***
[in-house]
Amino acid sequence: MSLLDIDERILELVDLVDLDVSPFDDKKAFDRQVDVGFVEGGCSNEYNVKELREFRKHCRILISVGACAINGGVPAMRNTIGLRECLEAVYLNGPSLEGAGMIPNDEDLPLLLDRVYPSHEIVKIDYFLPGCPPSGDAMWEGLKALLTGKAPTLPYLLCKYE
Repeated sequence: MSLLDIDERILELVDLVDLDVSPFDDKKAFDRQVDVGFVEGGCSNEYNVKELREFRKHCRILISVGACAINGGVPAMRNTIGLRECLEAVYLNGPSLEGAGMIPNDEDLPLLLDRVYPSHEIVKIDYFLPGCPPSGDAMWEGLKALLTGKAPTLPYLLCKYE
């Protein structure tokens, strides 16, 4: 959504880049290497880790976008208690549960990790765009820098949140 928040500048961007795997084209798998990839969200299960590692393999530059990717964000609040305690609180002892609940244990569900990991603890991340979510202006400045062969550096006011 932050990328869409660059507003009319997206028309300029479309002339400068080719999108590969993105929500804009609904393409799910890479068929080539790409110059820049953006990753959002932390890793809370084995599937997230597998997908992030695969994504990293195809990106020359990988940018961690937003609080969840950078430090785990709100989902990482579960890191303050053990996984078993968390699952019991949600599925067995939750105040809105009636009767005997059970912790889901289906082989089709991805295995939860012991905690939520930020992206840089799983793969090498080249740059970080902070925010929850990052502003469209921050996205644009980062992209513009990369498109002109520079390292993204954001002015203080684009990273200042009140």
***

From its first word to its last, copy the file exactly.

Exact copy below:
[in-house]
Amino acid sequence: MSLLDIDERILELVDLVDLDVSPFDDKKAFDRQVDVGFVEGGCSNEYNVKELREFRKHCRILISVGACAINGGVPAMRNTIGLRECLEAVYLNGPSLEGAGMIPNDEDLPLLLDRVYPSHEIVKIDYFLPGCPPSGDAMWEGLKALLTGKAPTLPYLLCKYE
Repeated sequence: MSLLDIDERILELVDLVDLDVSPFDDKKAFDRQVDVGFVEGGCSNEYNVKELREFRKHCRILISVGACAINGGVPAMRNTIGLRECLEAVYLNGPSLEGAGMIPNDEDLPLLLDRVYPSHEIVKIDYFLPGCPPSGDAMWEGLKALLTGKAPTLPYLLCKYE
């Protein structure tokens, strides 16, 4: 959504880049290497880790976008208690549960990790765009820098949140 928040500048961007795997084209798998990839969200299960590692393999530059990717964000609040305690609180002892609940244990569900990991603890991340979510202006400045062969550096006011 932050990328869409660059507003009319997206028309300029479309002339400068080719999108590969993105929500804009609904393409799910890479068929080539790409110059820049953006990753959002932390890793809370084995599937997230597998997908992030695969994504990293195809990106020359990988940018961690937003609080969840950078430090785990709100989902990482579960890191303050053990996984078993968390699952019991949600599925067995939750105040809105009636009767005997059970912790889901289906082989089709991805295995939860012991905690939520930020992206840089799983793969090498080249740059970080902070925010929850990052502003469209921050996205644009980062992209513009990369498109002109520079390292993204954001002015203080684009990273200042009140």